more...

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October 29, 2014

Not Really Effective, but Surprisingly Good

While looking for info on the Ukranian situation I blundered into this, 
 It's an interesting post on penetration tests that the Soviets did matching their 14.5mm anti-tank rifles against captured German tanks. 

 
First is a "heavy tank". I have no idea what it is, aside from that it's German. Here are the results with a 14.5 mm AT rifle:
  • Lower front plate (45 mm at 10 degrees): does not penetrate
  • Turret rear (28-30 mm at 10 degrees): penetrates at 200 meters, 100 meters at a 30 degree angle
  • Turret platform side (28-30 mm): penetrates at over 300 meters, 100 meters at a 30 degree angle
  • Lower hull side (28-30 mm): penetrates at over 400 meters, 100 meters at a 30 degree angle

This is a bit better than I would have thought. 

The performance against what are described as medium and light tanks is correspondingly better. I would not want to face these in a Panzer2 or even some modern APCs, and certainly not in a Humvee.

The"rifles" are beasts of course, with the lighter, single shot version weighing nearly 41 pounds and being 79 inches long. I suppose if one put a bayonet on one it would be a serviceable pike. These were obsolescent later in the war, but it is apparent that they were still quite effective weapons if used well.  I knew these guns were still in use around the world as antimaterial rifles, but the linked post gives a much greater appreciation of how fearsome they can be.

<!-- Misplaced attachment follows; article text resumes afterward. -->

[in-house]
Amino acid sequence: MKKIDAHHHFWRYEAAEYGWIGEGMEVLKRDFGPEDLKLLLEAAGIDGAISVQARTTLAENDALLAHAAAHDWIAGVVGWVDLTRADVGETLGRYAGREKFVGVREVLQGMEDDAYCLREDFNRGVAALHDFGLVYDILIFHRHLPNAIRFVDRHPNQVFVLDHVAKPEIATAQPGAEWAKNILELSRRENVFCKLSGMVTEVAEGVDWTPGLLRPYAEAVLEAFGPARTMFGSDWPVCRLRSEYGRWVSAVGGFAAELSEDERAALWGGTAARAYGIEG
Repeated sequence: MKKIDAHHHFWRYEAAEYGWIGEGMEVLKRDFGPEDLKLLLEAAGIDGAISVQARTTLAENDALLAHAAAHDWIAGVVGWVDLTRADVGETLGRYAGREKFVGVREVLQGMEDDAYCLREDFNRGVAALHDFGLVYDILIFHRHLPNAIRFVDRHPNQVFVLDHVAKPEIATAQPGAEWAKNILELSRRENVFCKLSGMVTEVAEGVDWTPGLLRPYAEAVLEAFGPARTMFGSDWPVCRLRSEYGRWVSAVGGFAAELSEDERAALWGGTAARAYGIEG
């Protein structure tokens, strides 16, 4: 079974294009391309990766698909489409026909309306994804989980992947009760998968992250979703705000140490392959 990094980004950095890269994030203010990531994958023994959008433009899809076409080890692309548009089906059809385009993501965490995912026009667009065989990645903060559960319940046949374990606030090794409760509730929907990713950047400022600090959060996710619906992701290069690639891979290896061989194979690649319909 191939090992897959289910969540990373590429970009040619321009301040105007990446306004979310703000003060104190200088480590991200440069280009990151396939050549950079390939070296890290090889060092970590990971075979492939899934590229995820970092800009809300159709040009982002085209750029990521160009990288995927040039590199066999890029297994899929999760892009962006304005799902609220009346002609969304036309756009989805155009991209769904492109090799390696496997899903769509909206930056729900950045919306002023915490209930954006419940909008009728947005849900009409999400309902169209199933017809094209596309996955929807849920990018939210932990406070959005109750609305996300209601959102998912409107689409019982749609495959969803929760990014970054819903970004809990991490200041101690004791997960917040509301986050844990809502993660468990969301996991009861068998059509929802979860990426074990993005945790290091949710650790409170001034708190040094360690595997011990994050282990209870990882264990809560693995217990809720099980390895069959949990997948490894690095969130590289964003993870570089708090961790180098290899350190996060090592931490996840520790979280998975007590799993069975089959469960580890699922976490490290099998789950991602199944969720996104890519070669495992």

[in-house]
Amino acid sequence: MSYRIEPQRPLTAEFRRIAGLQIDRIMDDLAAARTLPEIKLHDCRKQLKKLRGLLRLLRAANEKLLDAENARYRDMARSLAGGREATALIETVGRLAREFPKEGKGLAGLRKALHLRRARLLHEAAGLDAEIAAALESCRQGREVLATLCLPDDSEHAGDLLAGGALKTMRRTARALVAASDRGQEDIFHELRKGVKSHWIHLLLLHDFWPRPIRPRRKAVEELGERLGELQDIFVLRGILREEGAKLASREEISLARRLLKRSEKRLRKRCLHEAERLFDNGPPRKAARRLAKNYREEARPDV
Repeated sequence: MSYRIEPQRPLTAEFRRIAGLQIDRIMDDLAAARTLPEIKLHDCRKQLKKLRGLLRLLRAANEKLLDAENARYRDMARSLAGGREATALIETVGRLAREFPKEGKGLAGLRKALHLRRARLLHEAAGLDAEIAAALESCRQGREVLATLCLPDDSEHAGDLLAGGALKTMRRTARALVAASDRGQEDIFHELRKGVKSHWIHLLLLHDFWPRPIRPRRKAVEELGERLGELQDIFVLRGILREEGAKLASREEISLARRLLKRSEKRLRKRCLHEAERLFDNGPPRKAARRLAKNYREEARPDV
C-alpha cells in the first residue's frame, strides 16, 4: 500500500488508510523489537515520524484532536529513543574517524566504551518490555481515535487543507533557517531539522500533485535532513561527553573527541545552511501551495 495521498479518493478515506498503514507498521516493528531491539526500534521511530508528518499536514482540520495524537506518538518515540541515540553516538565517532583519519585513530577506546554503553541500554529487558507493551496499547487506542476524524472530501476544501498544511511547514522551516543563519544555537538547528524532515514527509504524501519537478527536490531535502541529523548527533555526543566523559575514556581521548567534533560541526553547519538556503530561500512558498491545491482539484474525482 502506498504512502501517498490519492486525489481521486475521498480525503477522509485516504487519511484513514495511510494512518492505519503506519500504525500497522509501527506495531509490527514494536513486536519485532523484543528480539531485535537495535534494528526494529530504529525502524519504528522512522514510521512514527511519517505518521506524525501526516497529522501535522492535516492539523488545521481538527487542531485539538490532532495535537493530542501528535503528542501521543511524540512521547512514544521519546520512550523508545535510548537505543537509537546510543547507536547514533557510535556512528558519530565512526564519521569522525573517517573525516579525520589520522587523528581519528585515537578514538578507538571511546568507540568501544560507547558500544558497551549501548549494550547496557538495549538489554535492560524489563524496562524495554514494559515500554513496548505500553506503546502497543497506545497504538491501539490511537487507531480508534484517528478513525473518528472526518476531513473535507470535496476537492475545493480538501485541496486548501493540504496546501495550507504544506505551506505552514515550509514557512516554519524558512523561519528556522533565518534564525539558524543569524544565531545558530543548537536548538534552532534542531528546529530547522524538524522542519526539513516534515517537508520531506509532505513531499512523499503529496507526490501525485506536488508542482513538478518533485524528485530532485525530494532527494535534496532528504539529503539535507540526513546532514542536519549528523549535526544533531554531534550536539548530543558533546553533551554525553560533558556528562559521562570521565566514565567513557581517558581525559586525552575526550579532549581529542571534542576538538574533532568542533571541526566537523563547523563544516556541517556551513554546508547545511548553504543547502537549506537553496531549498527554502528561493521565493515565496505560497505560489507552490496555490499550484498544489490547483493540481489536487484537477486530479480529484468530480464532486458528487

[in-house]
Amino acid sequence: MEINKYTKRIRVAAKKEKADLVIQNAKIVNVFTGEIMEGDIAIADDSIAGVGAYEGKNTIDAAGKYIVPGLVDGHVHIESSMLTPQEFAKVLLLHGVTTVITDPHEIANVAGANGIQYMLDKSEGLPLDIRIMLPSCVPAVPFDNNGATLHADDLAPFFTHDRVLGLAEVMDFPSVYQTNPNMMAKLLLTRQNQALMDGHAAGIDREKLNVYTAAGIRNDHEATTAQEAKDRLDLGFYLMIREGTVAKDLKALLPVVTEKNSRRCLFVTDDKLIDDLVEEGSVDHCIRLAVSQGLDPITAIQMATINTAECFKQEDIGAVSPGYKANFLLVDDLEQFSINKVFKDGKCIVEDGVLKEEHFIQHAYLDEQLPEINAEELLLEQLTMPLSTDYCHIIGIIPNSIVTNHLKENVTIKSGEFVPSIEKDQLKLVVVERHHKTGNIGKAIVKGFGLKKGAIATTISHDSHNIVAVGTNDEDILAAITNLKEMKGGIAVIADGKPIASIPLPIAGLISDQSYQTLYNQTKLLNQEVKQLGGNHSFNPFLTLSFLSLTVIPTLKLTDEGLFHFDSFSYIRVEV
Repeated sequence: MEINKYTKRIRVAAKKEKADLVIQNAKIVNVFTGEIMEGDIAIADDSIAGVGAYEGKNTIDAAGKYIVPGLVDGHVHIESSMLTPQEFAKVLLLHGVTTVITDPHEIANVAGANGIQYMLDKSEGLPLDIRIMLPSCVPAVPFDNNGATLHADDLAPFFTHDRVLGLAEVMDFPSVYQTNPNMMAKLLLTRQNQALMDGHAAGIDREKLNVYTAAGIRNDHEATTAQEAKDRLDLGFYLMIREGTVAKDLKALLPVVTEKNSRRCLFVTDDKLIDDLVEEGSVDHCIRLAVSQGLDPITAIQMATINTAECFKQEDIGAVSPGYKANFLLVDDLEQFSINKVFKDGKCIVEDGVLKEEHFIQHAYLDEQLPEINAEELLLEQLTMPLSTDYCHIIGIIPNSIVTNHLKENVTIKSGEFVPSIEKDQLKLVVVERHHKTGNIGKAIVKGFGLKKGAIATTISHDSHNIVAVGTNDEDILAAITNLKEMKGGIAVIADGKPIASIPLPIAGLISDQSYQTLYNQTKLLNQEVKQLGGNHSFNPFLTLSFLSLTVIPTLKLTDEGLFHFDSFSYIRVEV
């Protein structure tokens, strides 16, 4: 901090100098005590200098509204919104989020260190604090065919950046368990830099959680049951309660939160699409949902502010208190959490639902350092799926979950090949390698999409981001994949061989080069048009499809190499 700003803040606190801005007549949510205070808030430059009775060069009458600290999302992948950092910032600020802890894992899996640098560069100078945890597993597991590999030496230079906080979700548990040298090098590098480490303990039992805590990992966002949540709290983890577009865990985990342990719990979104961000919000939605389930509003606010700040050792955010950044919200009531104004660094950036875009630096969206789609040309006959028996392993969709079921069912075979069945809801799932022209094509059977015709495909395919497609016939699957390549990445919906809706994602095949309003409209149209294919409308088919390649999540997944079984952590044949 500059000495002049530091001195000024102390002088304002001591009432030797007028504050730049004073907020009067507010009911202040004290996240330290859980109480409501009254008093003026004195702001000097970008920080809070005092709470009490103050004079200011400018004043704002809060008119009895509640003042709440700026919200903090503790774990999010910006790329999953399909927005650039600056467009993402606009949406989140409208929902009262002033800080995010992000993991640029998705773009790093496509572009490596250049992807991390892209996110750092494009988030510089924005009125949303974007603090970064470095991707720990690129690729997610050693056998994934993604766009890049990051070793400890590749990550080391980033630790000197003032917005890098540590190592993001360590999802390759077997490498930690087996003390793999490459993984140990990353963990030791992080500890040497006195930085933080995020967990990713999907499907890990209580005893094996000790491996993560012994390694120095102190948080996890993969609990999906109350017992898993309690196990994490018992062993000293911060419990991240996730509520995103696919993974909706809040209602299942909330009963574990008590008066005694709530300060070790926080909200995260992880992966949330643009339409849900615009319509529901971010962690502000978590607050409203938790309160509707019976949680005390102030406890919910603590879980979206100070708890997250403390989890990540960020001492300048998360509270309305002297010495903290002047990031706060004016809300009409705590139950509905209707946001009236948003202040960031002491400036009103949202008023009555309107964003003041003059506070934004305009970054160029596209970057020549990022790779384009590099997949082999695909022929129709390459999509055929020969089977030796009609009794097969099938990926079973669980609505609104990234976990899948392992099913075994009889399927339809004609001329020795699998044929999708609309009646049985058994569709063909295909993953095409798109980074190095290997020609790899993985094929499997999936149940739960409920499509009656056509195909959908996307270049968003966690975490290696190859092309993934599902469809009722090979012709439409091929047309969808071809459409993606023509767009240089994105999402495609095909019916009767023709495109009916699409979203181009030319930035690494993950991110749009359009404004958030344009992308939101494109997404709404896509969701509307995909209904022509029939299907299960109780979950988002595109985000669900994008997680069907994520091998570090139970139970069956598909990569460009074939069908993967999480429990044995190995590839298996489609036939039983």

"That just ain't right!".

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April 07, 2013

Asking the Important Questions




I did not realize they were so resilient.

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March 27, 2012

The Medicine Gun

I blundered into information on Meriwether Lewis's air rifle.

The gun is important to U.S. history because it served to deter attacks on the Lewis and Clarke expedition (they demonstrated it to the tribes they met...and implied that they had quite a few more than they did). It also reportedly took down a Grizzly bear at one point, though its unclear how many shots this took.

I had known vaguely about the Austrian use of repeating air guns, but I had not realized just how impressive their performance was.


It was equivalent to a .45ACP carbine, had 22 shots and carried enough air for ~30 shots in each flask! (There were generally three flasks per soldier) The flasks could be charged by hand with an ingenious pump the soldier carried with him (although it took 1500-1800 pumps to do so).

This is seriously impressive performance for 1790. Something like this would be a really cool survival gun today.

More here and info on the whole family of weapons can be found here here. The second link is particularly thorough and has this interesting tidbit as well.

Made in the 1940s during WW2, this gun doesn't look like a Girandoni, but examination shows that it clearly was built by someone familiar with the Girandoni repeating airgun system. Purchased in Europe, the story is that this gun was built somewhere in occupied Europe by a partisan bicycle maker during the Nazi occupation in WW2



Cool!

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February 17, 2011

TRANSFORMATIONAL!

This takes 'Optimal Manning' to a whole new level.


I'm sure nothing whatsoever can go wrong.


Nothing at all...